Orange is the designated color of the year. Orange has spiritual connotations that are deeply rooted in history. In Buddhism it is the color of perfection and illumination. In Confucianism, it is the color of transformation. In Hinduism, Krishna’s dress is orange. In Western culture, orange is considered earthy, funny, exciting, and warm. It is also the preferred pigment for prison clothing. Displaying orange or terracotta colored plants will be all the rage at garden centers this year.

You don’t have to implement the suggested trends, but it’s always beneficial to understand what’s going on in the world. You can plan how you want it to look and work. Use native plants, trees, shrubs and flowers to attract wildlife, especially birds, to your property. These provide a consistent food source throughout the year. Hang feeders, birdhouses, fountains, and bird baths to welcome guests to these birds that pollinate and protect your garden.

What’s happening on my property right now? A cascading waterfall, a roaring stream, and the croaking of frogs bring joy to my heart. Seeing birds find refuge in my landscape shows that these feathered friends call my garden home. Newts and salamanders frequent my pond To do. My camellia tree is full of buds and blooming. Pink bergenia brightens the understory of shrubs. The 37-year-old olive tree has large black olives, but there are no plans to harvest them. The hillsides are covered with wildflower buds that scatter in autumn. Sage and Madeira are dazzling companions. The grass is newly grown emerald. Deciduous trees fascinate with architecturally interesting branches. Lemons, limes and tangerines that fall from the trees due to rain are collected daily for use in the kitchen. The ground is saturated and cannot be drained quickly. Retaining walls, gravel paths, and sandbags protect my house from catastrophic floods. Thousands of narcissus flowers permeate the air. Heavy pruning of roses will begin soon.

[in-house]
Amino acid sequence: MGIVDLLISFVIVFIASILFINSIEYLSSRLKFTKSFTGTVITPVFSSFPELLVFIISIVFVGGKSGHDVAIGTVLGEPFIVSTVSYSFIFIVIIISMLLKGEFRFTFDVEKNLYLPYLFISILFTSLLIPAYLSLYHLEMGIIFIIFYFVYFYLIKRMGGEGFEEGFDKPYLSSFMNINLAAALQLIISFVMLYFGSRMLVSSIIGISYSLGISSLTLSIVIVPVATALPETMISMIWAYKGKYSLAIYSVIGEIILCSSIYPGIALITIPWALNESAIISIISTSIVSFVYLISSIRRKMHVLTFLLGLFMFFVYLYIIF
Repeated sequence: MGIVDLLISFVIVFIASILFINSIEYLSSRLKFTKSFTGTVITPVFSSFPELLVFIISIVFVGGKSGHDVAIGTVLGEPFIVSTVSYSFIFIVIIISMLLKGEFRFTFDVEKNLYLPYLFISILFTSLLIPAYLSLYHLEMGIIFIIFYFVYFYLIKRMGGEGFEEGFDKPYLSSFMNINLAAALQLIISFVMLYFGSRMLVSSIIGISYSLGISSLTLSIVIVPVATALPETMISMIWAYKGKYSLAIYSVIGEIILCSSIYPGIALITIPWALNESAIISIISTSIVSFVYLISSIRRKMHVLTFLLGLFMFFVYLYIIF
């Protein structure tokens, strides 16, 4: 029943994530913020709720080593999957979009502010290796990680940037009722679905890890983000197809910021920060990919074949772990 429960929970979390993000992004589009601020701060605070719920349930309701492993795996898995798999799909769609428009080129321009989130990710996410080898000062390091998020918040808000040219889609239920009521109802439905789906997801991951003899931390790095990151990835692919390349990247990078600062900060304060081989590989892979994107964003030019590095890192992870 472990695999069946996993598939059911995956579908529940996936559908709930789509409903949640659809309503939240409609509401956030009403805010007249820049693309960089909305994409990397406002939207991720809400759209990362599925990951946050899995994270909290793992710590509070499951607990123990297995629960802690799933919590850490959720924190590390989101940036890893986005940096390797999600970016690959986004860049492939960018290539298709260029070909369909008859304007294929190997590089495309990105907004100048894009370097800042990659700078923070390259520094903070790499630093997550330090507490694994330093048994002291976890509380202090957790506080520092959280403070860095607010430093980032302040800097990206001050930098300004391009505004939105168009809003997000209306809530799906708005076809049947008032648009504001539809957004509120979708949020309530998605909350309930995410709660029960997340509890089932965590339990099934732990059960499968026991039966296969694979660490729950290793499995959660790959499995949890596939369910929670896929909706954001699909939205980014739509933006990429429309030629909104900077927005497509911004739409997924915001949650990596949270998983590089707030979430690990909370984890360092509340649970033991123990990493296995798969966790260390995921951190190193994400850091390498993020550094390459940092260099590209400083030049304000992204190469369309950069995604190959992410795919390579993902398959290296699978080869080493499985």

Indeed, with glorious storms, hope and faith blossom from the cheerful seeds of the old to the budding gardens of this new year’s dawn.

I am grateful. Stay safe and weather the storm.

Happy gardening. Happy glowing. Happy January!

The color of the year, orange calendula shines in the rain.Photo Cynthia Bryan
Madeira and Sage are happy bedmates.Photo Cynthia Bryan
Citron lemon (Citrus medica) is the original citrus from which all lemons are grown.Photo Cynthia Bryan
The architectural elegance of bare pistache trees in winter.Photo Cynthia Bryan
Waterfall on Cynthia’s property
A raised bed can help you garden up to 100!
Plump purple-black olives on the tree
Greek fountains and decorations are popular this year.
Cynthia Bryan wishes you a healthy, happy, prosperous and golden New Year! , Speaker, Media and Writing Coach, and Founder and Executive Director of Be the Star You Are!r 501 c3. Watch her StarStyler Radio Broadcast of her Cynthia at www.StarStyleRadio.com. Her latest children’s picture books in the series, No Barnyard Bullies, Stella Bella’s Barnyard Adventures, are available at www.cynthiabrian.com/online-store experience, buy StarStyler NFTs at https://StarStyleCommunity.com for her Hire Cynthia to write projects, consult gardens, and give inspirational lectures. Cynthia@GoddessGardener.com https://www.GoddessGardener.com